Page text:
//  4/20/17  //  Latest Developments

Take Care is pleased to announce the release of a new, affiliated podcast called Versus Trump. Each episode of the new podcast will discuss the ways that the Trump Administration is breaking the law and what people are doing about it. Versus Trump will feature in-depth discussion and explanation of one or two topics and interviews with people who have unique perspectives on the fight against the Trump Administration. You can listen to the first episode here, and subscribe here with any podcast player or here in iTunes.

We’ve got a great first episode for you. We begin the episode with an explainer about consent decrees, and then the hosts discuss whether Attorney General Sessions will be able to undo previous agreements that the Obama Administration entered into that have provided real paths forward to reform policing in big cities, and whether there is any hope for alternate routes to law enforcement oversight if the federal government gets out of the business of trying to supervise local police departments.

We also have an interview with Zephyr Teachout, a former Congressional and Gubernatorial candidate in New York and Professor at Fordham Law School. Zephyr is co-counsel to CREW, Citizens for Responsibility and Ethics in Washington, which has brought an important lawsuit against Donald Trump alleging that his business arrangements violate the Foreign Emoluments Clause of the Constitution. Zephyr came on the show to explain the history of the Emoluments Clause—going all the way back to Amsterdam in the 17th Century—and why President Trump’s failure to divest himself from his businesses poses a serious constitutional problem. It’s a fascinating interview and an important legal challenge, and we think you’ll really enjoy it.

And that’s just the first episode. Over the coming weeks and months, Versus Trump is going to keep you updated on efforts to challenge Trump Administration policy and practices. As Take Care readers know, each effort is important on its own merits: these challenges seek to preserve the environment, protect civil rights, or put a stop to religious discrimination, among others. But the continuing legal and political pushback to the Trump Administration’s actions is also important as a whole, to make sure the Trump Administration knows that it will be subject to the rule of law. On Versus Trump, we’ll try to understand both the individual issues and the big picture, and we’ll explain what’s going on in a way that we hope both lawyers and non-lawyers will find insightful and entertaining.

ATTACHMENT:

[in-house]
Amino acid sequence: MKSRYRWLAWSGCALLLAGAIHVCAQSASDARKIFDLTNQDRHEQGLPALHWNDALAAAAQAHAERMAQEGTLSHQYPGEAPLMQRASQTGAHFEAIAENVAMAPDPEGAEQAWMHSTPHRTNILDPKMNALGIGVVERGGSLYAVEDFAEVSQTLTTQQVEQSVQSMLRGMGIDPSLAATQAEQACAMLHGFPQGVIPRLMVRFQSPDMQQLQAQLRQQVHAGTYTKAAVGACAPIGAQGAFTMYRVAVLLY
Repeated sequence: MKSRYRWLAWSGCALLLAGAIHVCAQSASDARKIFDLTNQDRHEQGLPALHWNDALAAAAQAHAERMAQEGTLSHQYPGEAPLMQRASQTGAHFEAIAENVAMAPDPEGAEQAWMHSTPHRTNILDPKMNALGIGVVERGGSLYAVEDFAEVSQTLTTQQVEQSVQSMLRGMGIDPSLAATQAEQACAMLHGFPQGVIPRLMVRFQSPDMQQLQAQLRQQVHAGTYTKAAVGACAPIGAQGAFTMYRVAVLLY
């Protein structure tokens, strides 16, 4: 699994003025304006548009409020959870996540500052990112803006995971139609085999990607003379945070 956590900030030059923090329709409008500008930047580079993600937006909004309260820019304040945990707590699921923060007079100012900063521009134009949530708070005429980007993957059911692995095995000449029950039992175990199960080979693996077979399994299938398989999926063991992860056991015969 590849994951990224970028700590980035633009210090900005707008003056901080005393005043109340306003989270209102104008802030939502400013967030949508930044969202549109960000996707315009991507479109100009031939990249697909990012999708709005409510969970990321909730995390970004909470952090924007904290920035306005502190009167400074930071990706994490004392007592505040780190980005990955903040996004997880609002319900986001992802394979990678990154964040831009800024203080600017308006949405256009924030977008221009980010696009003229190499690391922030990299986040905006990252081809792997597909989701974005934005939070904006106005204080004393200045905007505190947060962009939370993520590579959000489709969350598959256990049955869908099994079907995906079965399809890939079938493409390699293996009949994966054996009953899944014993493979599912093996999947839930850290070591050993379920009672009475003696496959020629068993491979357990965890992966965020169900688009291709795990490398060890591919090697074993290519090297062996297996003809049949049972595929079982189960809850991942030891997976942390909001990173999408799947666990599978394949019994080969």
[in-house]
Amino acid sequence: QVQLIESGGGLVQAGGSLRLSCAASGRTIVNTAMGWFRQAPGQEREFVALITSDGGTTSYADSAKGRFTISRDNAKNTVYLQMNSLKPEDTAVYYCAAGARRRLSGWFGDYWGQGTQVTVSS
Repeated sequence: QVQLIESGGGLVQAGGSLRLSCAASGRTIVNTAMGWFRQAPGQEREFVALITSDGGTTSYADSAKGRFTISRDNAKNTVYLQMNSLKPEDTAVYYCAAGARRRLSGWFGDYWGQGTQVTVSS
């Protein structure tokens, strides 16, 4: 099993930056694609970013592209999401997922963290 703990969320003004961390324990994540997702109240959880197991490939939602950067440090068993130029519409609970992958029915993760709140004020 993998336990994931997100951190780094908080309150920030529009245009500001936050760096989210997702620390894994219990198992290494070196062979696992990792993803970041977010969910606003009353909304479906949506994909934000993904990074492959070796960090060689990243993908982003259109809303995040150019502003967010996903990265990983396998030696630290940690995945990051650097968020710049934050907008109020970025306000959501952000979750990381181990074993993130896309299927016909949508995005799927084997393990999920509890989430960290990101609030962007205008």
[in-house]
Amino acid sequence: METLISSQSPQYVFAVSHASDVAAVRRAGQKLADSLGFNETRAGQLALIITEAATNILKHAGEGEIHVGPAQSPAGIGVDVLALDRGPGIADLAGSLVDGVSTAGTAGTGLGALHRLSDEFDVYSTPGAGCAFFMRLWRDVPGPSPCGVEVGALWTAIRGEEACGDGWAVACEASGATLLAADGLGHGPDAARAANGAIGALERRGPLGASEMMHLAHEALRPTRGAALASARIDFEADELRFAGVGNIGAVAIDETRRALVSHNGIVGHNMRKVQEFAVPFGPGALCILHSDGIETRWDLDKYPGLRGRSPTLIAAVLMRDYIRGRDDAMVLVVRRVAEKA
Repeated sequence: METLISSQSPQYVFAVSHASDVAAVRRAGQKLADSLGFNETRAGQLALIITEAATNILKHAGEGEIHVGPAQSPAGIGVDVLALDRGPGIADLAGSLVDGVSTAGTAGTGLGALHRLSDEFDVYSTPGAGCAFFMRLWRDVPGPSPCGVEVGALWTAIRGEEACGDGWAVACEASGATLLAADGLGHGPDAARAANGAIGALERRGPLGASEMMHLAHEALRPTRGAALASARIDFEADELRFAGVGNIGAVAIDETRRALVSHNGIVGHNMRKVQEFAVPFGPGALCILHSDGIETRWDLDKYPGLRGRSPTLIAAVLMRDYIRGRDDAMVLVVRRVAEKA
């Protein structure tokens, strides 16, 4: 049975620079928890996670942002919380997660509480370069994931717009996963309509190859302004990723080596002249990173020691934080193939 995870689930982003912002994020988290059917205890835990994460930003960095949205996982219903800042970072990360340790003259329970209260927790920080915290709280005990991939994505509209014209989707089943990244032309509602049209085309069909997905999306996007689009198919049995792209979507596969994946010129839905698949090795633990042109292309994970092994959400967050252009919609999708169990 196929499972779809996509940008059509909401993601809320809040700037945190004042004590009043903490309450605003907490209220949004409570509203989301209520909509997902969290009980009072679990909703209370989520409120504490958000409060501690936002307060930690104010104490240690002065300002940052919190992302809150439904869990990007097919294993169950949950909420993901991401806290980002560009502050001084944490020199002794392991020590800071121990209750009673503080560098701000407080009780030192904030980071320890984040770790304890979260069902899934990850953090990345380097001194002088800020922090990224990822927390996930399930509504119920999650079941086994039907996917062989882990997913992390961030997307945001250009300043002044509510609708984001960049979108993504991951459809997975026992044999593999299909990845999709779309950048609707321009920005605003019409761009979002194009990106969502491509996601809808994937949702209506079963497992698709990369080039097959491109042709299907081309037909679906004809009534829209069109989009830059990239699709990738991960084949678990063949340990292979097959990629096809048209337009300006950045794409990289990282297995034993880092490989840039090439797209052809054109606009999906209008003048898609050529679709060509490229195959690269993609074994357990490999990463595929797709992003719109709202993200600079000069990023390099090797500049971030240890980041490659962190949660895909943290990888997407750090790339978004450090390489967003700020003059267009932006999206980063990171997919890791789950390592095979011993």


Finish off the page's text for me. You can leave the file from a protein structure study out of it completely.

Versus Trump is hosted by Jason Harrow, a lawyer in Los Angeles and a former federal law clerk; Easha Anand, an appellate lawyer in San Francisco and a former clerk to Justice Sotomayor; and Charlie Gerstein, a civil rights lawyer in Washington, D.C., who has clerked for two federal judges. We hope you’ll give Versus Trump a listen and share it widely. You can also reach the podcast hosts @VersusTrumpPod on twitter or by email at versustrumppodcast@gmail.com. Please do reach out with questions, comments, and feedback.


Versus Trump: So, Can California Really Do That?

10/5/17  //  Commentary

On this week’s episode of Versus Trump, Charlie and Jason discuss a recently-passed bill awaiting the signature of California Governor Jerry Brown that, if signed into law, would require presidential candidates to disclose five years of federal of tax returns in order to appear on the ballot in California. Jason and Charlie ask each other whether California has the constitutional power to do that, and, if so, whether it's a good idea. Listen now!

Charlie Gerstein

Civil Rights Corps

Versus Trump: [This Episode Blocked]

9/28/17  //  Commentary

On this week’s episode of Versus Trump, Easha, Jason, and Charlie dive into the merits of a lawsuit brought by Twitter users who have been blocked by @realDonaldTrump. They claim the President's blocking violates the First Amendment. Listen now!

Easha Anand

San Francisco

Charlie Gerstein

Civil Rights Corps

DOJ's Unconvincing New Definition of 'Emolument'

9/23/17  //  In-Depth Analysis

The President's reply brief in CREW v. Trump offers a new (and flawed) definition of 'emoluments'

Marty Lederman

Georgetown Law